Black Lives Matter: Have our workplaces really changed?

HRD investigates how diversity and inclusion has evolved in the past year

Black Lives Matter: Have our workplaces really changed?

Since the tragic death of George Floyd, the Black Lives Matter movement has inspired many organisations to act.

Earlier this year, Netflix announced a new “Black Lives Matter” collection for US subscribers, featuring over 45 titles about racial injustice and the experience of Black Americans.

Spotify supported the cause by creating several playlists in solidarity with the movement, while Ben and Jerry’s called for the dismantling of white supremacy, which they said is a central driver behind the disproportional killing of Black people by police.

In fact, research earlier this year found that employees have been watching how their organisation responds to the movement very closely.

An Instagram poll conducted by networking group Black & HR found 77% of respondents said their workplace had not addressed what had been happening in the Black community.

Now, new research has found that 14% of both employers and employees say the importance of equality, diversity & inclusion (ED&I) has increased in their workplace because of the Black Lives Matter movement.

The survey by HAYS found the majority said there had been no change in focus in their workplace as a result of this or other similar movements.

However, when they next look for a new job, 54% of professionals say an organisation’s ED&I policies will be either vital or important considerations when deciding who to work for.

The survey found over half (58%) of employers recognise that their organisation’s ED&I policies are vital or important in attracting new talent, while 30% said ED&I will become more of a priority for them in the next three to six months.

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Nick Deligiannis, managing director of Hays in Australia & New Zealand, said that despite COVID-19 headwinds, the Black Lives Matter movement and resulting demonstrations around the world brought the issue of equality, diversity & inclusion firmly to the fore.

“However, it seems that only a small number (14%) of employers view ED&I as more important in their workplace as a result of the movement,” he said.

“Yet failing to commit to real and lasting ED&I action can weaken an organisation’s employment brand and damage their ability to attract new staff.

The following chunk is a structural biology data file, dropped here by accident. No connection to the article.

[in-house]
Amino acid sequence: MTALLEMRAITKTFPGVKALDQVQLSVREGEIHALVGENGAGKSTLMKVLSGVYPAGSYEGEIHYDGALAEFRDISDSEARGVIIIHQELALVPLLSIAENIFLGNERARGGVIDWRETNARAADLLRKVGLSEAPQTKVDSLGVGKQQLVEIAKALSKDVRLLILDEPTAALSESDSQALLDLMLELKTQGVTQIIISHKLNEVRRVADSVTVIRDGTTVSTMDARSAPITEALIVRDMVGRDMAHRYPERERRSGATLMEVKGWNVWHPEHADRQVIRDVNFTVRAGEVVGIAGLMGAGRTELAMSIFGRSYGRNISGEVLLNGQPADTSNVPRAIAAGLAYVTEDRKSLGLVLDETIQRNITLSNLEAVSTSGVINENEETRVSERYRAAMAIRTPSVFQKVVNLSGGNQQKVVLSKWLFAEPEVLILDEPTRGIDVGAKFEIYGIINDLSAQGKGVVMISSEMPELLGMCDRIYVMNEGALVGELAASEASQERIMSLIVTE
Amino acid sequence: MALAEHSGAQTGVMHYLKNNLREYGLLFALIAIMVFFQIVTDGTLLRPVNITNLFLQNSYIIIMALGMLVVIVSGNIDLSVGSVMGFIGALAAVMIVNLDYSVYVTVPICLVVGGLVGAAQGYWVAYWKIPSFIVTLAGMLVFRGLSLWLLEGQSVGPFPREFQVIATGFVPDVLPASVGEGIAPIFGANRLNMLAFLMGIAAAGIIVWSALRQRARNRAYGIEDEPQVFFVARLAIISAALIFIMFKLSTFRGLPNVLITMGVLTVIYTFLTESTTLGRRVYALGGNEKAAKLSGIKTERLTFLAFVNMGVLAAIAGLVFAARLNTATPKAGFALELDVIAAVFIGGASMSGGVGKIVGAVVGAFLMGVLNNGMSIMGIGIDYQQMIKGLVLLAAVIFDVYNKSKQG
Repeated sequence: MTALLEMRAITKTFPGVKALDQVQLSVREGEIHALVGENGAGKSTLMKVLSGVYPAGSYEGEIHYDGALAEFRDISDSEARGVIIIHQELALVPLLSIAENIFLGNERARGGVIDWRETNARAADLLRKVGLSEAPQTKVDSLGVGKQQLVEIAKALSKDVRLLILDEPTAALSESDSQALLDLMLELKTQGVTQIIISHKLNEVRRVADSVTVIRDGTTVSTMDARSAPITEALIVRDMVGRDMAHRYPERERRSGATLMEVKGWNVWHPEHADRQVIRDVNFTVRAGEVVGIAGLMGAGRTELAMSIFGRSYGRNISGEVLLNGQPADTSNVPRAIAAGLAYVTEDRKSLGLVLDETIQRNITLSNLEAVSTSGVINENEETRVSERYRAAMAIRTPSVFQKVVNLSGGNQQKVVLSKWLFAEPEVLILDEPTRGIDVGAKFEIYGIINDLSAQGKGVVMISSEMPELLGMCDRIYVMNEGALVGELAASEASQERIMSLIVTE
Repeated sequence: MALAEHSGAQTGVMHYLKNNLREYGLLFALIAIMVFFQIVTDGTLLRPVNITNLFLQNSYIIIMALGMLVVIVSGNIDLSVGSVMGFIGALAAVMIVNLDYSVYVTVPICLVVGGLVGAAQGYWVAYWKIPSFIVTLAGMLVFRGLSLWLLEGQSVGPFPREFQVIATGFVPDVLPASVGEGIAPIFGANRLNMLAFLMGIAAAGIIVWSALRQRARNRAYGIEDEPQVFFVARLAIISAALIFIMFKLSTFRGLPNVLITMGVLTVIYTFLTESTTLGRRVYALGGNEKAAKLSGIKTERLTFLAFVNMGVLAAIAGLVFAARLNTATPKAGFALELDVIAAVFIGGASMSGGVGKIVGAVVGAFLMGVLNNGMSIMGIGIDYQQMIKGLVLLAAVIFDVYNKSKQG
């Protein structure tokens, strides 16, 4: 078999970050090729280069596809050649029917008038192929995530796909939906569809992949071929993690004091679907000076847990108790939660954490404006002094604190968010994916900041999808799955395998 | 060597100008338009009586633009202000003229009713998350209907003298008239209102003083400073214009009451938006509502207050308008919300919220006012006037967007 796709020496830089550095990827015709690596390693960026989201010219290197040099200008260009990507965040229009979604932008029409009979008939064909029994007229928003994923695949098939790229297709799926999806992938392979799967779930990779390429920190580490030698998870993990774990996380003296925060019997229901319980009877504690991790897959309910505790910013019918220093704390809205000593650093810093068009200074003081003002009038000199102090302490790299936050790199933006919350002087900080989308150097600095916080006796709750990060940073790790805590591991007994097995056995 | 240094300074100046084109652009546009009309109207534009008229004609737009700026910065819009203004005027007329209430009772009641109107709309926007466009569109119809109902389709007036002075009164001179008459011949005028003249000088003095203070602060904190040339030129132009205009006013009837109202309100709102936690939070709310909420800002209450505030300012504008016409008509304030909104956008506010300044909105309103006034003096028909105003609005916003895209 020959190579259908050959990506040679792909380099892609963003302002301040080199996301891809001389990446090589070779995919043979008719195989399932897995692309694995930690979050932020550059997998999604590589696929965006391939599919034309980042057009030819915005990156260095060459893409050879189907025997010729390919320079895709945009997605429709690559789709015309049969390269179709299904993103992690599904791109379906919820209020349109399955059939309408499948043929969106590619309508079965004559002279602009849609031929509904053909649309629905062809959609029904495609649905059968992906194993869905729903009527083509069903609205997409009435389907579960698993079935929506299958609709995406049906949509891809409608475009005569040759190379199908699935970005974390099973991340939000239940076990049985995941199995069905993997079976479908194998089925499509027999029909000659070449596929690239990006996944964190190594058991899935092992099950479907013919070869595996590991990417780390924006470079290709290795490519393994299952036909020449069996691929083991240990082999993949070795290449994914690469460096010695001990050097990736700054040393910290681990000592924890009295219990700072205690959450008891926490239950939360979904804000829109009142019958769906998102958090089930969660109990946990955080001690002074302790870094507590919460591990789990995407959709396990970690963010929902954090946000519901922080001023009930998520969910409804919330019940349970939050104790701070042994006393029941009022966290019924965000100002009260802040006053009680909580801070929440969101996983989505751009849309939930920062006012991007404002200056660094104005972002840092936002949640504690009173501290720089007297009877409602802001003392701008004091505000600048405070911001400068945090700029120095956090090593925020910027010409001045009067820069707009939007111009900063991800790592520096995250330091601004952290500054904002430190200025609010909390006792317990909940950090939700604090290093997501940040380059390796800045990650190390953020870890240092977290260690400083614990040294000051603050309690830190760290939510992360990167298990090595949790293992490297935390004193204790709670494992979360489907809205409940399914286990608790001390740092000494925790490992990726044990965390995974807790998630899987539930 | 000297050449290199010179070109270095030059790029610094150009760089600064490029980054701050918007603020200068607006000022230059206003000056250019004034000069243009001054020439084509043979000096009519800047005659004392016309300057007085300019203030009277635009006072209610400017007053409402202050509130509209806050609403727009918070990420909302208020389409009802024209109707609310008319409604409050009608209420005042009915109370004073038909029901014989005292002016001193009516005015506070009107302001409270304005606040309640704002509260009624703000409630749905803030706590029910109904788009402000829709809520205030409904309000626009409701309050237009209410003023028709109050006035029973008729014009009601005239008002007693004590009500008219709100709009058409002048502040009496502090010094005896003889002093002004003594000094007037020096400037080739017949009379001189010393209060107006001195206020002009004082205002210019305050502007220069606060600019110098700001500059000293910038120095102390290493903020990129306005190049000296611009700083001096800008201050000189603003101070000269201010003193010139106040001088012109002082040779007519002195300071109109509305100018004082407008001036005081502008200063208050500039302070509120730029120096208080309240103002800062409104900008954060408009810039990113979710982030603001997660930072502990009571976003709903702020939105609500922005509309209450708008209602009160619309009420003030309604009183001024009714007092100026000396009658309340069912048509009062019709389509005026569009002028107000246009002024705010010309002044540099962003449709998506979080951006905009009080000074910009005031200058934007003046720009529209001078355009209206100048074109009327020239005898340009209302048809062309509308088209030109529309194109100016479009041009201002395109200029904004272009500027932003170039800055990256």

“While it’s reassuring that 30 per cent of employers will make ED&I more of a priority in the months ahead, it’s also important to move beyond talk and make real progress.”

To properly address diversity and inclusion in the workplace in 2020, it’s also important to consider how the effects of multiple forms of discrimination (such as racism, sexism, and classism) combine, overlap, or intersect.

For example, consider culturally diverse LGBTQI+ talent. Based on the findings of a survey of almost 200 culturally diverse LGBTQ workers, a Diversity Council of Australia (DCA) report found that the combination of cultural background and LGBTQ status or identity had an impact on over three quarters of respondents, with 55% reporting a negative impact.

The research also identified six common themes in how the experience of respondents played out.

Read more: 10 companies tackling diversity and inclusion

This included racism and/or homophobia; not being understood at work by people from the Anglo/white majority; the complexity of multiple and intersecting identities; working in regional or rural areas; working internationally in countries where homosexuality is criminalised; and feeling accepted at work but not at home.

Lisa Annese, CEO of DCA, said that it’s crucial for organisations to understand the experiences of culturally diverse employees.

“Our work with people who are culturally diverse, and LGBTQ found that for some people, current workplace D&I initiatives aren’t addressing the nuances of their intersectional identities,” said Annese.

“We wanted to start addressing this gap by sharing the insights of culturally diverse LGBTQ workers about the actions Australian organisations can take to create more inclusive workplaces.”

Another challenge is moving from conversation to action, to embed ED&I in the culture of an organisation. The research by Hays has found that 38% of employers say ED&I is not embedded in their culture, either because it is not a priority, or it is viewed as a ‘nice to have’ only when time and budgets allow.

“Rather than shifting mindsets around ED&I and embracing and celebrating underrepresented demographic groups and diversity of thought, the best that can be hoped for is a level of tolerance towards difference,” said Deligiannis.

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